A former Motoring Editor at the Telegraph, Erin Baker combines a bike licence and race licence with a love of high-speed cars and penchant for embarrassingly low-speed crashes. Now she has two sons, she’s largely put her leathers to one side, preferring the cut and thrust of automotive industry debates and wondering which cars have Isofix…
Ever felt like you spend an inordinate amount of time trying to park your car? Circling round town on a Saturday morning, hunting for a space which, when you find it, is too small for your vehicle, despite your fantastic parallel-parking skills?
Well, you’d be right. Britain officially ran out of parking spaces in 2014, with the number of motorists (28 million) far exceeding the number of parking places, so the entire country is currently operating on the same premise as one of those little games you get in Christmas crackers, where you move one tile at a time to get the special one to the right spot on the board.
Last week, OSV, the vehicle supply guys, surveyed 1,057 motorists and found that we spend 20 minutes at the end of every commute trying to find somewhere to park. That equates to two full days a year, or 110 days throughout the average career, trying to park.
All this means that, taking parking delays into account, driving exceeds public transport for delays to journeys by 20 per cent.
It’s enough to make you a fan of Google’s self-driving pod convoys. Until recently, I couldn’t think of a single positive feature of self-driving cars: I get travel-sick so the ability to work in a car instead of driving it doesn’t appeal. And if the choice is between sitting in a traffic jam in one of the pods, or sitting in a traffic jam in my Volvo XC90, I’ll take the XC90 thanks; it looks far more comfortable than a pod.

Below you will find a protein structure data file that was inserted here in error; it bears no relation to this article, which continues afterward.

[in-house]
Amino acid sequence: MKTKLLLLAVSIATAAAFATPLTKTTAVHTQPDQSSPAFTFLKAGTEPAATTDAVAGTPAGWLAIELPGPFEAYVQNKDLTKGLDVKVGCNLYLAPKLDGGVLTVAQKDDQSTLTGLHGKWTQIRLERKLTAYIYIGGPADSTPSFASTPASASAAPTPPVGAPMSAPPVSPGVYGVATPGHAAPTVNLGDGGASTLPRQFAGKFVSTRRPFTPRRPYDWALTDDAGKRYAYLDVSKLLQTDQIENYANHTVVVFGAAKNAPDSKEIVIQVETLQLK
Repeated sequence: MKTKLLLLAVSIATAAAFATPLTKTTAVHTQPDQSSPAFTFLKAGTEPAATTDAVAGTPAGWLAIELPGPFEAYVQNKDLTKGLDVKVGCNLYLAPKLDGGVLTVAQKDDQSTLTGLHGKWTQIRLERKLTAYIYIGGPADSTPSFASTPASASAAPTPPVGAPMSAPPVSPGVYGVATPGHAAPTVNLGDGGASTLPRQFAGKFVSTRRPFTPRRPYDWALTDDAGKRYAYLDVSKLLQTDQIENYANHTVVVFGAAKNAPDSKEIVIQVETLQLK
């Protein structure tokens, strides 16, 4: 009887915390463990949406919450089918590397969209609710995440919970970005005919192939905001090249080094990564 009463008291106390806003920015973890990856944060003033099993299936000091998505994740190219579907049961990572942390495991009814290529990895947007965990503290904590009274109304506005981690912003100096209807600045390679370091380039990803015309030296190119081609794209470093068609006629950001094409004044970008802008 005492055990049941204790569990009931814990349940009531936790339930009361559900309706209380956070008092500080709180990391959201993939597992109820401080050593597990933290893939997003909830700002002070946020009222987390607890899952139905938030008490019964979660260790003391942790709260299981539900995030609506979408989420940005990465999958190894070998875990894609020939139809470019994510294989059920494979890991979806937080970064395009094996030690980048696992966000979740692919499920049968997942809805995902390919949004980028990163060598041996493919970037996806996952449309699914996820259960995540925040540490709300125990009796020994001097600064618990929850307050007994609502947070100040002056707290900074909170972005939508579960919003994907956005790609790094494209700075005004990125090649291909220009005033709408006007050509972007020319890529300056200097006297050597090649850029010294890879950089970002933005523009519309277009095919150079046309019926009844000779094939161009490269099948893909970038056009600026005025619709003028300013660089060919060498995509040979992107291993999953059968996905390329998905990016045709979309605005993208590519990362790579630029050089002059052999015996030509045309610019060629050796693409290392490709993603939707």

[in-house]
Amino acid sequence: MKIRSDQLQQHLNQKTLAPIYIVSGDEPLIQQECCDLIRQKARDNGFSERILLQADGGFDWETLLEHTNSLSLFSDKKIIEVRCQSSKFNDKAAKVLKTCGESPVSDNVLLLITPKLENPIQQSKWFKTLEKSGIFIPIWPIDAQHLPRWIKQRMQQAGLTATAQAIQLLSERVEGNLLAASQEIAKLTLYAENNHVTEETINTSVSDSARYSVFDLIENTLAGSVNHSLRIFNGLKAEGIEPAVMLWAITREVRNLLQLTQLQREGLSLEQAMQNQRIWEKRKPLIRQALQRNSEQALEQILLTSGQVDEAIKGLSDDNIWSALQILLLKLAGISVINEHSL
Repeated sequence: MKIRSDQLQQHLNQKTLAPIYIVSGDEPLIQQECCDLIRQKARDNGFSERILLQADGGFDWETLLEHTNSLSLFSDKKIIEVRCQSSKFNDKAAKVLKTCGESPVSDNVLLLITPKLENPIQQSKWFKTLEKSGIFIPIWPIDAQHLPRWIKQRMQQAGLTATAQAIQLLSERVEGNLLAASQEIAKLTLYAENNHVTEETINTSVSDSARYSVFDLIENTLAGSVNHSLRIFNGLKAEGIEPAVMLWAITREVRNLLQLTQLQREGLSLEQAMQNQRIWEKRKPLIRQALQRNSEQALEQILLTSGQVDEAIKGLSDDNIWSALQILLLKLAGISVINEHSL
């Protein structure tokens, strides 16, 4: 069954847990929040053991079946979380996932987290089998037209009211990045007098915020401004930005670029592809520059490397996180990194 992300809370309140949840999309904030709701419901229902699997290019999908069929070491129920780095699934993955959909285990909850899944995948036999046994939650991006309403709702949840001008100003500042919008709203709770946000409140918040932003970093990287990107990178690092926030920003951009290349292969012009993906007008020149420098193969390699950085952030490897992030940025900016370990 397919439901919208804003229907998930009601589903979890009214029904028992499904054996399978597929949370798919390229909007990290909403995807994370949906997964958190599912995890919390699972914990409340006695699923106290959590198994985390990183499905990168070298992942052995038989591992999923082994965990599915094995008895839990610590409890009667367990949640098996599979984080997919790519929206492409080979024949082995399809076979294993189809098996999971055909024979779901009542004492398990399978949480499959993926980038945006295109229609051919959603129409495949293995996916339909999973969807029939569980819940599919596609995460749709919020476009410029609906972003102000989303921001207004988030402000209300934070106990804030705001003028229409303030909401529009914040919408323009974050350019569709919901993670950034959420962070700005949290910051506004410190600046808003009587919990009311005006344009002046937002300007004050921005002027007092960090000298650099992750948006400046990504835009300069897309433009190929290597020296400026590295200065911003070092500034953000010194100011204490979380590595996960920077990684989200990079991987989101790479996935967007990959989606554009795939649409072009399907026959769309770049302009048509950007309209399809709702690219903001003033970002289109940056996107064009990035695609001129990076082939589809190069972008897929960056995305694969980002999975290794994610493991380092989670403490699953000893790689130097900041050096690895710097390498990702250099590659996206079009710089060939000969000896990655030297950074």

But, if I can get from A to B and not have to worry about where I’m going to park, then we’re in a different conversation, and I like the tone of it. I pay a stupid amount of money for a resident’s parking permit, but can rarely park within 100 yards of my front door, because I live on a street near the town centre, so people like to park outside my house to do their shopping.
Various wonks have pointed out that the opportunities afforded by autonomous cars are very little to do with the driving and far more to do with the commercial infrastructure for the country: retailers will be able to send their groceries, dry cleaning and other goods from store to customer far more efficiently and reliably, for example.
Of course, this will mean that councils have to find another cash cow; the collective revenue from the nation’s parking fines in 2013 alone was, conservatively, £255m, with local authorities handing out just shy of eight million tickets – that’s one issued every four seconds. And that’s just the official figures, obtained from Freedom of Information requests, to which not all of Britain’s local authorities replied. Westminster alone handed out more than £24m worth of fines in 2013.
So while autonomous cars might save us time, they’ll be denying local authorities a lot of money, and one wonders then where the spotlight will land when it’s time to make up the shortfall…
Last image courtesy of ‘Jaggery’ under Creative Commons 2.0